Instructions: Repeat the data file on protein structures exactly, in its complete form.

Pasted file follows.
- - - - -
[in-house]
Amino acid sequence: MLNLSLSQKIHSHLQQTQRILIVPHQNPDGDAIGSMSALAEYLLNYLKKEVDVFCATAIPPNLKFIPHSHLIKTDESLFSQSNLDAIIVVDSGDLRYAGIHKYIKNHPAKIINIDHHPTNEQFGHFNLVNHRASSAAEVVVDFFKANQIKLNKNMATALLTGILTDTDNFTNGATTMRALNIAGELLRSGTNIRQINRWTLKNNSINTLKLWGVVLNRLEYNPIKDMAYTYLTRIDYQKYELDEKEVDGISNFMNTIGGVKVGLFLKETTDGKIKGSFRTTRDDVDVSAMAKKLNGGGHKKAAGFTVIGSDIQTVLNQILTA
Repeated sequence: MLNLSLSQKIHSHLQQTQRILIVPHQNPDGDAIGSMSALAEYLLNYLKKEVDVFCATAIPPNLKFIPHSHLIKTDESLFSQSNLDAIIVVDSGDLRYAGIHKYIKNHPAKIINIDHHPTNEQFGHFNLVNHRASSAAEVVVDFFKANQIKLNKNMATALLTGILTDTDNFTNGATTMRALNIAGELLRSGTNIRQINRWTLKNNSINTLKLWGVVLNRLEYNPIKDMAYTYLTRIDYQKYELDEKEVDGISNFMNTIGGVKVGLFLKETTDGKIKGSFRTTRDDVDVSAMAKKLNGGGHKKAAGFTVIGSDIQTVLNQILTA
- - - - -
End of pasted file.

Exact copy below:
[in-house]
Amino acid sequence: MLNLSLSQKIHSHLQQTQRILIVPHQNPDGDAIGSMSALAEYLLNYLKKEVDVFCATAIPPNLKFIPHSHLIKTDESLFSQSNLDAIIVVDSGDLRYAGIHKYIKNHPAKIINIDHHPTNEQFGHFNLVNHRASSAAEVVVDFFKANQIKLNKNMATALLTGILTDTDNFTNGATTMRALNIAGELLRSGTNIRQINRWTLKNNSINTLKLWGVVLNRLEYNPIKDMAYTYLTRIDYQKYELDEKEVDGISNFMNTIGGVKVGLFLKETTDGKIKGSFRTTRDDVDVSAMAKKLNGGGHKKAAGFTVIGSDIQTVLNQILTA
Repeated sequence: MLNLSLSQKIHSHLQQTQRILIVPHQNPDGDAIGSMSALAEYLLNYLKKEVDVFCATAIPPNLKFIPHSHLIKTDESLFSQSNLDAIIVVDSGDLRYAGIHKYIKNHPAKIINIDHHPTNEQFGHFNLVNHRASSAAEVVVDFFKANQIKLNKNMATALLTGILTDTDNFTNGATTMRALNIAGELLRSGTNIRQINRWTLKNNSINTLKLWGVVLNRLEYNPIKDMAYTYLTRIDYQKYELDEKEVDGISNFMNTIGGVKVGLFLKETTDGKIKGSFRTTRDDVDVSAMAKKLNGGGHKKAAGFTVIGSDIQTVLNQILTA